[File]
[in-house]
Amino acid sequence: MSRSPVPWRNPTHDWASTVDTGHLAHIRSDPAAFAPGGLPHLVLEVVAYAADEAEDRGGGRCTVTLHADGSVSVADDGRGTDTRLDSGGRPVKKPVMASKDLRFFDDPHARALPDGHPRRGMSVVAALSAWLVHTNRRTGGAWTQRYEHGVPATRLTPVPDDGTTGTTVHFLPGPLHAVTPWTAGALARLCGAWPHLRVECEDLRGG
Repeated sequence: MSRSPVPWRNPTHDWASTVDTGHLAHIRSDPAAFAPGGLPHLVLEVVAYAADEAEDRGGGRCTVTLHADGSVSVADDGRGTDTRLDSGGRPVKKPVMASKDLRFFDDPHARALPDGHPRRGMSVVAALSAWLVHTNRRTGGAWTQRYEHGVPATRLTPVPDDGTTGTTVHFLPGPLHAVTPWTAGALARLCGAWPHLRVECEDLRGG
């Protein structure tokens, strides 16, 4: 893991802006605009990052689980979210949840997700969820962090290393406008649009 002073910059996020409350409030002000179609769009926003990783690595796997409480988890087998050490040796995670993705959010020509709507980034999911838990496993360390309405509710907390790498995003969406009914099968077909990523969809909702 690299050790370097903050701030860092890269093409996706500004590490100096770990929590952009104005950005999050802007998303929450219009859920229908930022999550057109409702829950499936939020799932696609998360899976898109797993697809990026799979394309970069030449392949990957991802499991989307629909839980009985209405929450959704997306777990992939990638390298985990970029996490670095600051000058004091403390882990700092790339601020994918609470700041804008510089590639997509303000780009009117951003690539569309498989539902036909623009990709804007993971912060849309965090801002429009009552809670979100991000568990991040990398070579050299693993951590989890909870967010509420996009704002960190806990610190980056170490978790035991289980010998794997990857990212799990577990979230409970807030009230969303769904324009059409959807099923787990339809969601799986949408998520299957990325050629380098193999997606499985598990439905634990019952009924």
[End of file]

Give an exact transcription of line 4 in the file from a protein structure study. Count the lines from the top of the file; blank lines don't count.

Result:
């Protein structure tokens, strides 16, 4: 893991802006605009990052689980979210949840997700969820962090290393406008649009 002073910059996020409350409030002000179609769009926003990783690595796997409480988890087998050490040796995670993705959010020509709507980034999911838990496993360390309405509710907390790498995003969406009914099968077909990523969809909702 690299050790370097903050701030860092890269093409996706500004590490100096770990929590952009104005950005999050802007998303929450219009859920229908930022999550057109409702829950499936939020799932696609998360899976898109797993697809990026799979394309970069030449392949990957991802499991989307629909839980009985209405929450959704997306777990992939990638390298985990970029996490670095600051000058004091403390882990700092790339601020994918609470700041804008510089590639997509303000780009009117951003690539569309498989539902036909623009990709804007993971912060849309965090801002429009009552809670979100991000568990991040990398070579050299693993951590989890909870967010509420996009704002960190806990610190980056170490978790035991289980010998794997990857990212799990577990979230409970807030009230969303769904324009059409959807099923787990339809969601799986949408998520299957990325050629380098193999997606499985598990439905634990019952009924």